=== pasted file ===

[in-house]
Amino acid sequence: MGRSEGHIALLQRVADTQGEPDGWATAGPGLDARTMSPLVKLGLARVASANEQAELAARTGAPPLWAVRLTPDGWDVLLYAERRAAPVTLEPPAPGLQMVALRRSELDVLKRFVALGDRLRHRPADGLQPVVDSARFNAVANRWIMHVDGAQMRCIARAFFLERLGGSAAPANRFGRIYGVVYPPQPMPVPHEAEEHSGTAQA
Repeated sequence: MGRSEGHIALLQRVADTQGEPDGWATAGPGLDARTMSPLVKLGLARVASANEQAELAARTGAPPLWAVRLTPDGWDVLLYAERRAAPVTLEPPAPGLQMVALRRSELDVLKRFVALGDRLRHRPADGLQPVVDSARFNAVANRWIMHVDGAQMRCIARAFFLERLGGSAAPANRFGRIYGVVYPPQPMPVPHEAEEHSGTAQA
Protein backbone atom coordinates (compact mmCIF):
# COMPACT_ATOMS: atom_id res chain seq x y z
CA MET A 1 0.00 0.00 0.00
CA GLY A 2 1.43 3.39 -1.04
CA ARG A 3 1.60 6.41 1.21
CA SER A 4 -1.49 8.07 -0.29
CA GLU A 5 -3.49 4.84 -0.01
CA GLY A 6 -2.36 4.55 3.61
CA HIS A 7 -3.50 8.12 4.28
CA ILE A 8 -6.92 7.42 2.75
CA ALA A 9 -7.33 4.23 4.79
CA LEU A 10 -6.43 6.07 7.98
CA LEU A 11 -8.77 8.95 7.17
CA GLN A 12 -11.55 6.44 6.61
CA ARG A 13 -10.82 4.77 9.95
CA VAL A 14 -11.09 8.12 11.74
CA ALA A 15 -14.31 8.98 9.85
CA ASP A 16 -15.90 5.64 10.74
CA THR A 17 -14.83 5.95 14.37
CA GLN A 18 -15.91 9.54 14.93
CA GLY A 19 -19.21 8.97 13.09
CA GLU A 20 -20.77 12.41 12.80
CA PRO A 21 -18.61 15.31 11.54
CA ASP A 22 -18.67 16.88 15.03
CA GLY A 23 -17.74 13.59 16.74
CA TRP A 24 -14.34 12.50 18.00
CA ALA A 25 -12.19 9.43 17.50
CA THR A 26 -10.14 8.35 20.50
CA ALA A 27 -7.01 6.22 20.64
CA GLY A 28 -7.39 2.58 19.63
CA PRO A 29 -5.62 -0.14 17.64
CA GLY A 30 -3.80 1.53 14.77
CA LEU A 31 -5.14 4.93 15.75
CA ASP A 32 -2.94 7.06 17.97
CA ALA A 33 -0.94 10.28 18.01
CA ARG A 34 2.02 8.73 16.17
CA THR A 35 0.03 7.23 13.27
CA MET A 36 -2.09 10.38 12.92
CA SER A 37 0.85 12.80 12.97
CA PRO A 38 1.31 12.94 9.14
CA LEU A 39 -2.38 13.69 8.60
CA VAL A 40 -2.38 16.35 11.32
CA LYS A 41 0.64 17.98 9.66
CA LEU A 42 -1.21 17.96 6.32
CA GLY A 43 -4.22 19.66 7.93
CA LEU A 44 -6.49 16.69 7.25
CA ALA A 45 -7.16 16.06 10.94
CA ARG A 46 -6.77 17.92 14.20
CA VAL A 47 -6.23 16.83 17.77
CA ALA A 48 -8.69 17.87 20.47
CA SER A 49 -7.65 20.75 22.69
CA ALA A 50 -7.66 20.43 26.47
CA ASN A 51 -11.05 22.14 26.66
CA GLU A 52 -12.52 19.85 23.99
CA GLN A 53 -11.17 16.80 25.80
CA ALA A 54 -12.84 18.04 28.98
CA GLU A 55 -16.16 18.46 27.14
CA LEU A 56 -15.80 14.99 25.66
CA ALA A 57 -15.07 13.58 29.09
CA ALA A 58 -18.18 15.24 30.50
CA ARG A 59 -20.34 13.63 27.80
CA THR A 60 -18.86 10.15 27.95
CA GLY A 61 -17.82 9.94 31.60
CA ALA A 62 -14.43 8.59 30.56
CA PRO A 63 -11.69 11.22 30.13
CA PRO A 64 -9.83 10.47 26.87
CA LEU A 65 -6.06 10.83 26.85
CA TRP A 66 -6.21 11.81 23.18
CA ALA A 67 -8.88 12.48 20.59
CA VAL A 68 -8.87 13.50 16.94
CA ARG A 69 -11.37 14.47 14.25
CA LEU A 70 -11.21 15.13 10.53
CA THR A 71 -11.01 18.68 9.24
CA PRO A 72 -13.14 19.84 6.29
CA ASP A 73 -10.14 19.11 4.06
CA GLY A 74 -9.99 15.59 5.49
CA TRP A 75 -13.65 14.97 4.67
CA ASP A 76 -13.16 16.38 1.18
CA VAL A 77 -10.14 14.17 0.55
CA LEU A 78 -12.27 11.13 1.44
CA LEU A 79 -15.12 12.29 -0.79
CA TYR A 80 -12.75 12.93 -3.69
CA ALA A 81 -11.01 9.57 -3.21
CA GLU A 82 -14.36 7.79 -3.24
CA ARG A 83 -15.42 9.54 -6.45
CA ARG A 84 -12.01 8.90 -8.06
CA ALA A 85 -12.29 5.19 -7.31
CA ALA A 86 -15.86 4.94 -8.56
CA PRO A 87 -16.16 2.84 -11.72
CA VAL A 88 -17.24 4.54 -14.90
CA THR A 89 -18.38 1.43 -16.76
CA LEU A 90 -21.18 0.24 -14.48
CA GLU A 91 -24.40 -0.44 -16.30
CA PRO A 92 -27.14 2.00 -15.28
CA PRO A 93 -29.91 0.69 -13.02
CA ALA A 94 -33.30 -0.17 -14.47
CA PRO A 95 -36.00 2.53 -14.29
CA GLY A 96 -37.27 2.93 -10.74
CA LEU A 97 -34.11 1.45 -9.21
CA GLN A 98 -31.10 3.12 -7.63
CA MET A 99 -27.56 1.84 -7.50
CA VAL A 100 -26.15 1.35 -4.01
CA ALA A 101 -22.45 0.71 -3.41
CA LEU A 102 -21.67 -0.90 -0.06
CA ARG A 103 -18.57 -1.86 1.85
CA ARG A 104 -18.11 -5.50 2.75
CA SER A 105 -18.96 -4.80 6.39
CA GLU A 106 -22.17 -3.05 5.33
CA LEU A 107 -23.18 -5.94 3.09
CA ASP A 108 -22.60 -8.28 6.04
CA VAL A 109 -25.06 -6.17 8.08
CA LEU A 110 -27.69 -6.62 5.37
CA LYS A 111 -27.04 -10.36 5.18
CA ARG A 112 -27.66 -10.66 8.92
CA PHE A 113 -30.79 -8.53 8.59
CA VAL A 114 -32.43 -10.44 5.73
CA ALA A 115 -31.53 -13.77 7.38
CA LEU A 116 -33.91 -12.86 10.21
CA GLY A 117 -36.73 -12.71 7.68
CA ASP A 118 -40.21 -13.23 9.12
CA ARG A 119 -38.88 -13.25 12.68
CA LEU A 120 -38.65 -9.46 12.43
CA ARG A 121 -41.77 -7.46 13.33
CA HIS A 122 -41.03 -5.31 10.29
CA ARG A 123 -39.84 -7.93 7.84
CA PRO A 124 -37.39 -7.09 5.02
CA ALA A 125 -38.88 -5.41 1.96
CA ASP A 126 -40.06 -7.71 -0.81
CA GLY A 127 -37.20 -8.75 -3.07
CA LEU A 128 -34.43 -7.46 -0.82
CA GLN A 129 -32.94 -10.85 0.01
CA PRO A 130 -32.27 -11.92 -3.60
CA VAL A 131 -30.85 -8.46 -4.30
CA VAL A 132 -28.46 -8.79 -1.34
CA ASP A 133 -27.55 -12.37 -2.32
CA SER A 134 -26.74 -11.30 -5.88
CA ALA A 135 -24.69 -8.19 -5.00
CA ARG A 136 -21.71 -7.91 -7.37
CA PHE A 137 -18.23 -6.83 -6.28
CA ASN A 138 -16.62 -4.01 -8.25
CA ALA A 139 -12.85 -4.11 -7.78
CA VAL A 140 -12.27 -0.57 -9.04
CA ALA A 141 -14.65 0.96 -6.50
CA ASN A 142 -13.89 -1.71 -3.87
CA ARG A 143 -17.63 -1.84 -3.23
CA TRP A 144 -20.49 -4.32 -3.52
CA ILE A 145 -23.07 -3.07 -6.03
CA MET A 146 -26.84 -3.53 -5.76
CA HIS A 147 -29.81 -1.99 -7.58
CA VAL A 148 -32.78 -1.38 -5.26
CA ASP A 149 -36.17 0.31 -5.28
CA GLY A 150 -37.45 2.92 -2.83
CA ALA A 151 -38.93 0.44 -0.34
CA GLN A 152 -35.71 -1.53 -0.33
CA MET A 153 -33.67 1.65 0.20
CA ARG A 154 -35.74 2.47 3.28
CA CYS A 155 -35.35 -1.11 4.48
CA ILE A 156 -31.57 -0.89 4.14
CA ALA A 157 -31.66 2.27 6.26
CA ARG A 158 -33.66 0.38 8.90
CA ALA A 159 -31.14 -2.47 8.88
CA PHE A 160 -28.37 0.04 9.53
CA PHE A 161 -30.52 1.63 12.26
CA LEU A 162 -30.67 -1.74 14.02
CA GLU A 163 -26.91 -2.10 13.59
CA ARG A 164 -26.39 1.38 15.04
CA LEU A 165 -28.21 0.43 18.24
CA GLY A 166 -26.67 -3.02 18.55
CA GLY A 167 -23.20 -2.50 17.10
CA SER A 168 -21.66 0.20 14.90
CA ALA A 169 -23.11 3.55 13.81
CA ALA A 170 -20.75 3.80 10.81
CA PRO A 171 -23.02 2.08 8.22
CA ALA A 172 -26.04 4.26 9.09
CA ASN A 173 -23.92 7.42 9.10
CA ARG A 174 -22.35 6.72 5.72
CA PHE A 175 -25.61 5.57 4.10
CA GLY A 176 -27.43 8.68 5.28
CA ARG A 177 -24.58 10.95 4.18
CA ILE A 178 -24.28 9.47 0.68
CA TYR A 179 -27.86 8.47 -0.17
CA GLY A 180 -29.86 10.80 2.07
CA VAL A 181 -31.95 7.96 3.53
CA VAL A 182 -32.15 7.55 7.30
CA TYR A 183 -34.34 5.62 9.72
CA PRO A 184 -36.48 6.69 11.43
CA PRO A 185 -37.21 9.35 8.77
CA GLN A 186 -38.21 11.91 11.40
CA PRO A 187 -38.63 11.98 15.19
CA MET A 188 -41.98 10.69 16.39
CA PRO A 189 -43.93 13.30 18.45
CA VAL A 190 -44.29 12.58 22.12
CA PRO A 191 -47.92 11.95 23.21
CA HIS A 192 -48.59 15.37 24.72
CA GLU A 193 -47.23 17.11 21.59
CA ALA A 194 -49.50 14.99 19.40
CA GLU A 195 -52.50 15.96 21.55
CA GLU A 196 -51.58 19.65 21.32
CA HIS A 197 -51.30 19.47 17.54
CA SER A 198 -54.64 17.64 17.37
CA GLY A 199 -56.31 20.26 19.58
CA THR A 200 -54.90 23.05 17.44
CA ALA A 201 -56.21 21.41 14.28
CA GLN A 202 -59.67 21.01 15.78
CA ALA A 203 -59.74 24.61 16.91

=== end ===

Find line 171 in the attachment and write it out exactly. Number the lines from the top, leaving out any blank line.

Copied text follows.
CA GLY A 166 -26.67 -3.02 18.55